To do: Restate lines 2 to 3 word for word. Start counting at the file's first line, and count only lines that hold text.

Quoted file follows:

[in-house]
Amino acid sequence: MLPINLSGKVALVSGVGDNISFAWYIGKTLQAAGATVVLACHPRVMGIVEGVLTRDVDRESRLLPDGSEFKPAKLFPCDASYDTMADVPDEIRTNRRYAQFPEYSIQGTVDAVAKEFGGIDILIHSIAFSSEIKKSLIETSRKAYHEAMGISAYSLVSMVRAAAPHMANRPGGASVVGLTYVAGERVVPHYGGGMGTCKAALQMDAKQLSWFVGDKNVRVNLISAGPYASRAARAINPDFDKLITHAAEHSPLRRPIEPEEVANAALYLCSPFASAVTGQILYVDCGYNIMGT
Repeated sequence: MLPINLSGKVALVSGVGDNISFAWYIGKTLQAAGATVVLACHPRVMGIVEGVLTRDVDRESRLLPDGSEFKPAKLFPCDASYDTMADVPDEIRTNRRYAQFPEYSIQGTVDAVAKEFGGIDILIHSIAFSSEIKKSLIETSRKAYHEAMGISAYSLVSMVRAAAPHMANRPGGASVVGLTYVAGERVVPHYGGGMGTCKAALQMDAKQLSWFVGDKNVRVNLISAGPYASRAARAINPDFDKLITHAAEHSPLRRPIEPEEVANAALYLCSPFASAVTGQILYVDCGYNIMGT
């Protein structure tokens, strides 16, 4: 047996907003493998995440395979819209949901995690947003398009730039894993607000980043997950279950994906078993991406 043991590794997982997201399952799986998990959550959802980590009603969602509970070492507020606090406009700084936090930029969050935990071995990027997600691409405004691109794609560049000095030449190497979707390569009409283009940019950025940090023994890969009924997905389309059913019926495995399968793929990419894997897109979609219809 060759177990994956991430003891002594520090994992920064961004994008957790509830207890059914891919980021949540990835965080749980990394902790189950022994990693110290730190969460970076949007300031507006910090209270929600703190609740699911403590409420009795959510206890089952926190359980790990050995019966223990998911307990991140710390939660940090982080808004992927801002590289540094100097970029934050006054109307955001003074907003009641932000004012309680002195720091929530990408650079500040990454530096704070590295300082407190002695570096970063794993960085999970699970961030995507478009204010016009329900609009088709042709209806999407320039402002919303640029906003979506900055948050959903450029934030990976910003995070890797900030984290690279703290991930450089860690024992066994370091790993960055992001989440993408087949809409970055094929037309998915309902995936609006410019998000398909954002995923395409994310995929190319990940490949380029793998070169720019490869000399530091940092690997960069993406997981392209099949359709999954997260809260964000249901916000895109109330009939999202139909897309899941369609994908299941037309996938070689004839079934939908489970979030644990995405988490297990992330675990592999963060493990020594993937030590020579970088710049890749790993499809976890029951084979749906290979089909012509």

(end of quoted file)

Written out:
Amino acid sequence: MLPINLSGKVALVSGVGDNISFAWYIGKTLQAAGATVVLACHPRVMGIVEGVLTRDVDRESRLLPDGSEFKPAKLFPCDASYDTMADVPDEIRTNRRYAQFPEYSIQGTVDAVAKEFGGIDILIHSIAFSSEIKKSLIETSRKAYHEAMGISAYSLVSMVRAAAPHMANRPGGASVVGLTYVAGERVVPHYGGGMGTCKAALQMDAKQLSWFVGDKNVRVNLISAGPYASRAARAINPDFDKLITHAAEHSPLRRPIEPEEVANAALYLCSPFASAVTGQILYVDCGYNIMGT
Repeated sequence: MLPINLSGKVALVSGVGDNISFAWYIGKTLQAAGATVVLACHPRVMGIVEGVLTRDVDRESRLLPDGSEFKPAKLFPCDASYDTMADVPDEIRTNRRYAQFPEYSIQGTVDAVAKEFGGIDILIHSIAFSSEIKKSLIETSRKAYHEAMGISAYSLVSMVRAAAPHMANRPGGASVVGLTYVAGERVVPHYGGGMGTCKAALQMDAKQLSWFVGDKNVRVNLISAGPYASRAARAINPDFDKLITHAAEHSPLRRPIEPEEVANAALYLCSPFASAVTGQILYVDCGYNIMGT